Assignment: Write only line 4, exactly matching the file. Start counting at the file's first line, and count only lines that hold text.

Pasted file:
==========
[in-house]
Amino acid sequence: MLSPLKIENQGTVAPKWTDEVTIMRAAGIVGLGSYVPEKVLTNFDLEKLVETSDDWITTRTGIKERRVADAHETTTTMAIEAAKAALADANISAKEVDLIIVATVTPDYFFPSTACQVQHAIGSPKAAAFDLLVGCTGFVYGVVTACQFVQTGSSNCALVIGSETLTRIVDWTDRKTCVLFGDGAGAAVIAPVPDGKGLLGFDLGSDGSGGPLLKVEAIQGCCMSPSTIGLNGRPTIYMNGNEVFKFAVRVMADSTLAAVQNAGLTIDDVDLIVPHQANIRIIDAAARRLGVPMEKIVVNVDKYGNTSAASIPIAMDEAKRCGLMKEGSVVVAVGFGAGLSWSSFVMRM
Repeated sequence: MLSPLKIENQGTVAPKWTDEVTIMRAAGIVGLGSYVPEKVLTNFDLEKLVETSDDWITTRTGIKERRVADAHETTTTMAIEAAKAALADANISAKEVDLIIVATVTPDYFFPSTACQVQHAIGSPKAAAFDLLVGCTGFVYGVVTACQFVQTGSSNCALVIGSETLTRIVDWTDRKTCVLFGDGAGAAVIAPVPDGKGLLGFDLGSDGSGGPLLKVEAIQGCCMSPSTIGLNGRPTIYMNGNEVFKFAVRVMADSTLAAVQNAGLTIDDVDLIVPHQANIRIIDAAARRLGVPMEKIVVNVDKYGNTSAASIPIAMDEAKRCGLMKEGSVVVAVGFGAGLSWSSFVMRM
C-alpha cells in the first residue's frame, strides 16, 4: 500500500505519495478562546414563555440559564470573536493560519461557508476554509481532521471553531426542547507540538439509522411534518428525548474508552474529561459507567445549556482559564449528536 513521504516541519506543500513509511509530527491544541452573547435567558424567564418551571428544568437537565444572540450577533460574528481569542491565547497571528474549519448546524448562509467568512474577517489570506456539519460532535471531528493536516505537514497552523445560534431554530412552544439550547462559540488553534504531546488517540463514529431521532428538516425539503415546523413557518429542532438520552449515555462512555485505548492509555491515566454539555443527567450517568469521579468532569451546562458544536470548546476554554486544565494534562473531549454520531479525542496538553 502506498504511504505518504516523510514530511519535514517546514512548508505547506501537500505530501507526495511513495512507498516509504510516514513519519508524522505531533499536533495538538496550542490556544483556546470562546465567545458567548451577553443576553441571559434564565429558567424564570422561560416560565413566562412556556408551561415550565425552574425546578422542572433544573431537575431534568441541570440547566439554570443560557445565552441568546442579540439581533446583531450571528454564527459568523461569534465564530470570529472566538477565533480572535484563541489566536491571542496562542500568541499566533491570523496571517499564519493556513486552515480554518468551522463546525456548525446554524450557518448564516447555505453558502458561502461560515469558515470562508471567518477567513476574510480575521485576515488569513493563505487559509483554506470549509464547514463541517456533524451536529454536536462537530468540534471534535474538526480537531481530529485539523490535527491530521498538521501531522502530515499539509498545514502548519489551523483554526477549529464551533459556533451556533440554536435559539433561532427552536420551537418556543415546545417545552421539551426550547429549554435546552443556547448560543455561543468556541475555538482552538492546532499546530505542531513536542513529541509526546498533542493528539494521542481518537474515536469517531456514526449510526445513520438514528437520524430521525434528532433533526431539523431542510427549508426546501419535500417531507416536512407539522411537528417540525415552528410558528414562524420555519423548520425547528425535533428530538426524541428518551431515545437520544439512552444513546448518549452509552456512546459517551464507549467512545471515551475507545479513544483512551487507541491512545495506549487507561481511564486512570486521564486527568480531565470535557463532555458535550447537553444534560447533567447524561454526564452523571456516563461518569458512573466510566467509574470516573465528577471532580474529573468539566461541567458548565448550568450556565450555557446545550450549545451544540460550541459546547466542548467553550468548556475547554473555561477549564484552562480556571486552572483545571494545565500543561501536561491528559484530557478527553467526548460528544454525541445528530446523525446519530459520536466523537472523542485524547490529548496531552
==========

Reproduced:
C-alpha cells in the first residue's frame, strides 16, 4: 500500500505519495478562546414563555440559564470573536493560519461557508476554509481532521471553531426542547507540538439509522411534518428525548474508552474529561459507567445549556482559564449528536 513521504516541519506543500513509511509530527491544541452573547435567558424567564418551571428544568437537565444572540450577533460574528481569542491565547497571528474549519448546524448562509467568512474577517489570506456539519460532535471531528493536516505537514497552523445560534431554530412552544439550547462559540488553534504531546488517540463514529431521532428538516425539503415546523413557518429542532438520552449515555462512555485505548492509555491515566454539555443527567450517568469521579468532569451546562458544536470548546476554554486544565494534562473531549454520531479525542496538553 502506498504511504505518504516523510514530511519535514517546514512548508505547506501537500505530501507526495511513495512507498516509504510516514513519519508524522505531533499536533495538538496550542490556544483556546470562546465567545458567548451577553443576553441571559434564565429558567424564570422561560416560565413566562412556556408551561415550565425552574425546578422542572433544573431537575431534568441541570440547566439554570443560557445565552441568546442579540439581533446583531450571528454564527459568523461569534465564530470570529472566538477565533480572535484563541489566536491571542496562542500568541499566533491570523496571517499564519493556513486552515480554518468551522463546525456548525446554524450557518448564516447555505453558502458561502461560515469558515470562508471567518477567513476574510480575521485576515488569513493563505487559509483554506470549509464547514463541517456533524451536529454536536462537530468540534471534535474538526480537531481530529485539523490535527491530521498538521501531522502530515499539509498545514502548519489551523483554526477549529464551533459556533451556533440554536435559539433561532427552536420551537418556543415546545417545552421539551426550547429549554435546552443556547448560543455561543468556541475555538482552538492546532499546530505542531513536542513529541509526546498533542493528539494521542481518537474515536469517531456514526449510526445513520438514528437520524430521525434528532433533526431539523431542510427549508426546501419535500417531507416536512407539522411537528417540525415552528410558528414562524420555519423548520425547528425535533428530538426524541428518551431515545437520544439512552444513546448518549452509552456512546459517551464507549467512545471515551475507545479513544483512551487507541491512545495506549487507561481511564486512570486521564486527568480531565470535557463532555458535550447537553444534560447533567447524561454526564452523571456516563461518569458512573466510566467509574470516573465528577471532580474529573468539566461541567458548565448550568450556565450555557446545550450549545451544540460550541459546547466542548467553550468548556475547554473555561477549564484552562480556571486552572483545571494545565500543561501536561491528559484530557478527553467526548460528544454525541445528530446523525446519530459520536466523537472523542485524547490529548496531552